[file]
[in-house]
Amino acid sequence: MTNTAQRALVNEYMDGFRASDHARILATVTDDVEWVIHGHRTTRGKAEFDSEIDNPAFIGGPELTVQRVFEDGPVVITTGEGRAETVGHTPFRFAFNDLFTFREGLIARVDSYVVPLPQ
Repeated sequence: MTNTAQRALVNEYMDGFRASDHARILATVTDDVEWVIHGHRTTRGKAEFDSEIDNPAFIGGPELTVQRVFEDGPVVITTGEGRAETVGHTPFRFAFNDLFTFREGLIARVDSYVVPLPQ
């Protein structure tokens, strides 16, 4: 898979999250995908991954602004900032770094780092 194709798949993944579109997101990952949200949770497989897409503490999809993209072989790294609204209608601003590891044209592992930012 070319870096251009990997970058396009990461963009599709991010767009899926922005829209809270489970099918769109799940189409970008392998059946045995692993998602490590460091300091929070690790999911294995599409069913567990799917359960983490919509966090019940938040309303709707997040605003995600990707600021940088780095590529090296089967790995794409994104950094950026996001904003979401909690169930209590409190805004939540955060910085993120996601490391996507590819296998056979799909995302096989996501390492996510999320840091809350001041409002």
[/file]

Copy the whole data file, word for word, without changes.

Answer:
[in-house]
Amino acid sequence: MTNTAQRALVNEYMDGFRASDHARILATVTDDVEWVIHGHRTTRGKAEFDSEIDNPAFIGGPELTVQRVFEDGPVVITTGEGRAETVGHTPFRFAFNDLFTFREGLIARVDSYVVPLPQ
Repeated sequence: MTNTAQRALVNEYMDGFRASDHARILATVTDDVEWVIHGHRTTRGKAEFDSEIDNPAFIGGPELTVQRVFEDGPVVITTGEGRAETVGHTPFRFAFNDLFTFREGLIARVDSYVVPLPQ
């Protein structure tokens, strides 16, 4: 898979999250995908991954602004900032770094780092 194709798949993944579109997101990952949200949770497989897409503490999809993209072989790294609204209608601003590891044209592992930012 070319870096251009990997970058396009990461963009599709991010767009899926922005829209809270489970099918769109799940189409970008392998059946045995692993998602490590460091300091929070690790999911294995599409069913567990799917359960983490919509966090019940938040309303709707997040605003995600990707600021940088780095590529090296089967790995794409994104950094950026996001904003979401909690169930209590409190805004939540955060910085993120996601490391996507590819296998056979799909995302096989996501390492996510999320840091809350001041409002």